Given the price of petrol at the time, Honda's initial 4 wheel assault on the Australian market, with their 360 and 600 micro mini cars, seemed to many to be doomed to fail. Where these cars picked up sales was in the always burgeoning second car market, where affluence and poor public transport in outer areas created a niche for nimble, economical transport. Pity that, after so many decades, not much has changed on the Public Transport front. It was a very similar story with Holden's first HB Torana
Wisely, Honda knew that Aussie taste had moved beyond the 2nd car being completely utalitarian, and for the 600 version they decided to tart it up a bit, by including some mock wood panelling on the dash, tinted windows and sufficient chrome discreetly used to convey the impression that this new baby is not an economy move by the owner. And inside was not such a bad place to be, leastwise when compared to other small cars from the era. Despite the diminutive exterior dimensions there was little discomfort inside, thanks largely to the well-shaped front seats.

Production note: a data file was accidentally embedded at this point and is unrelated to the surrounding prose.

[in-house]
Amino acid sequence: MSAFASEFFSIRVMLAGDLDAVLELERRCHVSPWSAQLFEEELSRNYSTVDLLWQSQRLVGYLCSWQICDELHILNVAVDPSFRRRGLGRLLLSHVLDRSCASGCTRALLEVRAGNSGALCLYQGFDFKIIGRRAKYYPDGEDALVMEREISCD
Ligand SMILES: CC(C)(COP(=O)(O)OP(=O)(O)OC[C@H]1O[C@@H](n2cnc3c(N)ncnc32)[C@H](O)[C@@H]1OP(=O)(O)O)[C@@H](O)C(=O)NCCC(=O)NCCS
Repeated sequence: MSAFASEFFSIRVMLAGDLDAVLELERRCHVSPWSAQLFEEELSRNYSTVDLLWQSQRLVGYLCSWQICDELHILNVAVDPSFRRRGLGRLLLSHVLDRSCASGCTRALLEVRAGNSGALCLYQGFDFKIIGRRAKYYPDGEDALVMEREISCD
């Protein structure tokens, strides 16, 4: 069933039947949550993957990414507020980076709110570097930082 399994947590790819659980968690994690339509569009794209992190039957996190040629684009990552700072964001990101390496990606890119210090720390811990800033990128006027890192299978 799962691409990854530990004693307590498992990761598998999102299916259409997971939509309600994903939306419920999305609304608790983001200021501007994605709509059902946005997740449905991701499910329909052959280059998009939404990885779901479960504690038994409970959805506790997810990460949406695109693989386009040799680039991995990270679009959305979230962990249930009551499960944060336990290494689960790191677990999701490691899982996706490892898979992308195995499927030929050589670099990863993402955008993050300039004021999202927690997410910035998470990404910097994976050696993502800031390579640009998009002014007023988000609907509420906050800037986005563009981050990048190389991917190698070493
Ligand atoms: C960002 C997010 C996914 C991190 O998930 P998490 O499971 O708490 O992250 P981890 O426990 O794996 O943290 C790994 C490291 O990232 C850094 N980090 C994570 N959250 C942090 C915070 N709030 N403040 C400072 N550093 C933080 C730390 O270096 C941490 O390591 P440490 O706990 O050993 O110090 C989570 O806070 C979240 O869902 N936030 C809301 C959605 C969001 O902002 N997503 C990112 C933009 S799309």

The leg-room was good and there were a couple of odds and ends trays, including a parking meter coin tray, positioned ahead of the steering wheel. As mentioned above, the back had a seat but bugger-all leg room - and was really only for small children. The boot was also very small, but space could be increased at the expense of back seat room by swinging the rear backrest upwards. Making the 600 a little more special were the interior carpets and heater. Identifying the 600 model over the Scamp
was easy. The 600 had a bonnet bulge to clear the air intake system, and at the back the spare wheel hung visibly beneath the bumper.
Honda vs. Competition
In the micro-car field, the Honda only had to overcome one real competitor here in Australia. And that car was the brilliant little Fiat 500
. To be honest, the Fiat 500 was the better car on just about every accout - but one. And that was performance. The 600 model performed very nearly as quickly as the original Mini Cooper - although when ringing the neck out of the engine fuel consumption would take a not-unexpected dive. The secret of the car's front wheel spinning power lay in the 42 bhp (gross) engine mounted transversley ahead of the dashboard.
By the late 1960s
Honda had solved the economics of light alloy air-cooled